John Browning's personal weapon.

    "The pistol, learn it well, carry it always ..." ~ Jeff Cooper

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  10. #54
    Ex Member Array GunBugBit's Avatar
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    The main reason I wouldn't carry my 1911 with the safety disengaged is because of the short trigger pull. I think several people mentioned this and I believe it's one very good reason.

    That rule is for THAT gun.

    I also sometimes carry a CZ P-01 that has a decocker. With the long double action trigger pull in the decocked state, the absence of a thumb safety doesn't make me nervous.

  11. #55
    Senior Member Array Divebum47's Avatar
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    "The only safety you need is the one between your ears."
    Never did like that quote. It may be the most important safety, but it should not be the only one.

    BTW, by definition, a safety, "is a mechanical device that will eventually fail".
    "Never underestimate the power of stupid people in large groups"

  12. #56
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    Quote Originally Posted by dldeuce View Post
    For the OP, if the gun is cocked, the only thing keeping it from firing is the sear locked into the notch on the hammer. The trigger can release it, but so can failure modes. The thumb safety actually locks the sear in place. If the sear slips off the notch for any reason, locking the sear in place may allow it to catch the half notch position on the hammer, and I thought I read somewhere that it may also block the hammer from reaching the firing pin. It definitely keeps the trigger from releasing the sear too. Here are a few good pictures.
    Thanks, I just knew it worked well for the military for almost a hundred years, now I know why. Those pictures are worth at least 10+ pages to describe the safetys on a 1911.
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  13. #57
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    If Mr Browning tells me (through his manual) to use the safety, I will use the safety. They tell me (on here) that carrying on half-cock with a chambered round is NOT recommended. Thumb Safety can't be engaged unless hammer is back on the 1911, so the real question is whether to carry with a chambered round or not. I see no reason to not carry with a chambered round with the safety engaged. Kind of circular logic.

  14. #58
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    As the OP's question has been answered by a whole gaggle saying "cocked-n-locked", Id like to ask if 1911's fire without pulling the trigger?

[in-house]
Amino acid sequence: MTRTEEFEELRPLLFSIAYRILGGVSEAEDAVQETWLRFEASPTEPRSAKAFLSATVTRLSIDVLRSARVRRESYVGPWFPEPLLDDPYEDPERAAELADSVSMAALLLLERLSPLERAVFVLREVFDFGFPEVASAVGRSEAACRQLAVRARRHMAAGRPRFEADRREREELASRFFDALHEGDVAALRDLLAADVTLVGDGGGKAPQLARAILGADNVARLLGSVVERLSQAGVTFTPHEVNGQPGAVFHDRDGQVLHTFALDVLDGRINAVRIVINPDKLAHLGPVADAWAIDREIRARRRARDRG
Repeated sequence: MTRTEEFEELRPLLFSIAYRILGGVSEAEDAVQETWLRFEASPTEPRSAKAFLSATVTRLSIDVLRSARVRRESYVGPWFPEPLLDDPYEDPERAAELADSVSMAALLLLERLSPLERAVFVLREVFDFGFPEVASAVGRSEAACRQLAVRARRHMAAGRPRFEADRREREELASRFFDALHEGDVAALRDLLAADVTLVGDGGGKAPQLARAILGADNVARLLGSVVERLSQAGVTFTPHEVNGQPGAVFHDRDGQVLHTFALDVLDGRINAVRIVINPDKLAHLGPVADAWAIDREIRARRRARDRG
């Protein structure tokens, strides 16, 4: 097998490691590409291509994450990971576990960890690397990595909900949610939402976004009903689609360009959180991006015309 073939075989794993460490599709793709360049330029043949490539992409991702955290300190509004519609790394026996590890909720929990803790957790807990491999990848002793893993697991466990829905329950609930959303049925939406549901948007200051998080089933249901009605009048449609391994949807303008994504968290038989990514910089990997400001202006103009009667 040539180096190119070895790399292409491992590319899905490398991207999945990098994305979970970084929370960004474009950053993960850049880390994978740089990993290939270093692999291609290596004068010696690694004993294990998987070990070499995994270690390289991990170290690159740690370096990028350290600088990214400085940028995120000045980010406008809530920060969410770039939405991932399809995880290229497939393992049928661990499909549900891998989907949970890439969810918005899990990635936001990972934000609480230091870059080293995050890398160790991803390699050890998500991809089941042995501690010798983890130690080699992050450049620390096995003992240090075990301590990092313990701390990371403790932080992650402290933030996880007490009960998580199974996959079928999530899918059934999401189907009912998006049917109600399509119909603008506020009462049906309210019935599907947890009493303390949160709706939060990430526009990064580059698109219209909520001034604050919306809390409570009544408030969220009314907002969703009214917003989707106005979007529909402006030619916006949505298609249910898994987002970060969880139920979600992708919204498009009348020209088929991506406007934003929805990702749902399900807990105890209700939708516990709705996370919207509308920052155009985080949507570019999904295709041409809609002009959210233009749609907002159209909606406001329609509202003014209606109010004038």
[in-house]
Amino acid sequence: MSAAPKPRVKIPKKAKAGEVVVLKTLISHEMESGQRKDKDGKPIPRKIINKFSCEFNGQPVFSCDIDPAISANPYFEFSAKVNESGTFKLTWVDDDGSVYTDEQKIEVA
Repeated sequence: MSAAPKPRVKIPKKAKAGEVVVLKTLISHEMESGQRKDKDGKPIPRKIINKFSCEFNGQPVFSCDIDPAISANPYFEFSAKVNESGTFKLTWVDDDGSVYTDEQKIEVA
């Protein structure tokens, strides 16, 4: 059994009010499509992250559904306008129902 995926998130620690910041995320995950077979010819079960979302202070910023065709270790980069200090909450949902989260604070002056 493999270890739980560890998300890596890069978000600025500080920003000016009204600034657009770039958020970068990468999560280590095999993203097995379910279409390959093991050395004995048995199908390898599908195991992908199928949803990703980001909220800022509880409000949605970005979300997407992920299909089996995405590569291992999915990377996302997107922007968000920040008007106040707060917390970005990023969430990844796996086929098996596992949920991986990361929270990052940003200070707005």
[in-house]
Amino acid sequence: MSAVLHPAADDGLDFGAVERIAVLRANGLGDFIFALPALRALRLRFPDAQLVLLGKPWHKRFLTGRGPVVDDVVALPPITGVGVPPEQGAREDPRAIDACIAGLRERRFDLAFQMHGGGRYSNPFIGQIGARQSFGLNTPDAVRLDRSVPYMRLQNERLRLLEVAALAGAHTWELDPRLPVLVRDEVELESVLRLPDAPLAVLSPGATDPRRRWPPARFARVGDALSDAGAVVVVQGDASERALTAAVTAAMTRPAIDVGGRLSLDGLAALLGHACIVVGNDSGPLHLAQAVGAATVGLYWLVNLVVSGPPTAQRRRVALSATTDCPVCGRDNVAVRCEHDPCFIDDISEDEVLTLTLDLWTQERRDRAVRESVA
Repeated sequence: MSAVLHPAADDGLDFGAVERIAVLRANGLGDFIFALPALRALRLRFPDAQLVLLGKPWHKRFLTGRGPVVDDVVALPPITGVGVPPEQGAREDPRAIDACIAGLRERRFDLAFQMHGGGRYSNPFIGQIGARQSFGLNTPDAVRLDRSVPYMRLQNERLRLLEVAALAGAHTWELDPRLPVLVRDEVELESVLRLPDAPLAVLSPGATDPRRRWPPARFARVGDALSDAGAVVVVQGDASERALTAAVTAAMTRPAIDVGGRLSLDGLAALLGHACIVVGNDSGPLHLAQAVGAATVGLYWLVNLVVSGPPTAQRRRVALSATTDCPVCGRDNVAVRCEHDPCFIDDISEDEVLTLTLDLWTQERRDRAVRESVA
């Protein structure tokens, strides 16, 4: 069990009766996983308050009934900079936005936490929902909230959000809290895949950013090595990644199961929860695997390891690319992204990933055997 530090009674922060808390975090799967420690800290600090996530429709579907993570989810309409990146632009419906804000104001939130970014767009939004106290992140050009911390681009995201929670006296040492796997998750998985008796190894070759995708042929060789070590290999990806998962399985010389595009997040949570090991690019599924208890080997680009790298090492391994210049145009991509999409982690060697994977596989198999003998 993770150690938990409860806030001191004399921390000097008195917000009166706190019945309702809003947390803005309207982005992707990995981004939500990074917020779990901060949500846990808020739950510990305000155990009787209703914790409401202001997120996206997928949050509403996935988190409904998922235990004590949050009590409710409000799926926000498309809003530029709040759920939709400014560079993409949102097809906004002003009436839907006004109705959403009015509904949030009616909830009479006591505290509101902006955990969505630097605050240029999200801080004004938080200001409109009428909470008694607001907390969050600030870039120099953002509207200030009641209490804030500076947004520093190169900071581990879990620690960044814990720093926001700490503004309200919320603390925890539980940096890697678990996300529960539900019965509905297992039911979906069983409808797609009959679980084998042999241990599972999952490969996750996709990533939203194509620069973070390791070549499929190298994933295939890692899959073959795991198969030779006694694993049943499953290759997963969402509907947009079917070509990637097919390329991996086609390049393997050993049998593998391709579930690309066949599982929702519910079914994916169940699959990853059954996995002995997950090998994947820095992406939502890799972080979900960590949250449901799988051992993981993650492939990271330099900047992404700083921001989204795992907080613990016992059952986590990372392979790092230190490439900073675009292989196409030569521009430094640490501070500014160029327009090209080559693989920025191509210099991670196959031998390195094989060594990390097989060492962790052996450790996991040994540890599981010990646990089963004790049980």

Many handguns have no safety and still never discharge without trigger pull.
    Thats what a holsters job is. If your procedure is to flip off safety while drawing then the safety is only for not discharging in your holster. How exactly does that happen? Im forced to assume that the robot group is split...something like 50/50 paranoid and the remainder just love to say C&L.

  15. #59
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    Quote Originally Posted by surprise View Post
    As the OP's question has been answered by a whole gaggle saying "cocked-n-locked", Id like to ask if 1911's fire without pulling the trigger?
    Many handguns have no safety and still never discharge without trigger pull.
    Thats what a holsters job is. If your procedure is to flip off safety while drawing then the safety is only for not discharging in your holster. How exactly does that happen? Im forced to assume that the robot group is split...something like 50/50 paranoid and the remainder just love to say C&L.
    Once A 1911 is cocked and locked with the safety on and with a grip safety it is unlikely that the pistol will fire until the safety is Un-engaged. Never say never though. The safety could easily become dis-engaged by pulling from the holster. The holster itself will not offer protection. A 1911 is a without a doubt a very formidable weapon. As others have said Practice Practice and then practice some more. Shooting a great 1911 with a short trigge rand with little trigger pull action, normally 4-5 lb. can be quite an experience in itself and may take some time to get used to but worth it. There is no pistol I like better.
    If you understand, things are just as they are... If you do not understand, things are just as they are....
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  16. #60
    Senior Member Array elkhunter's Avatar
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    Safety ON.
    Practice: Draw, Aim, Thumb safety off, FIRE!
    Re-engage safety and re-holster, or reload.
    Continue until ammo is exhausted or until time for lunch!
    Itís so much easier now days, to "Love and honor" my wife, when she is armed, and shoots a better group than I do. (Till death do us part, eh?)

    ďThe way you get shot by a concealed weapons permit holder is, you point a gun at him,Ē the Sheriff said.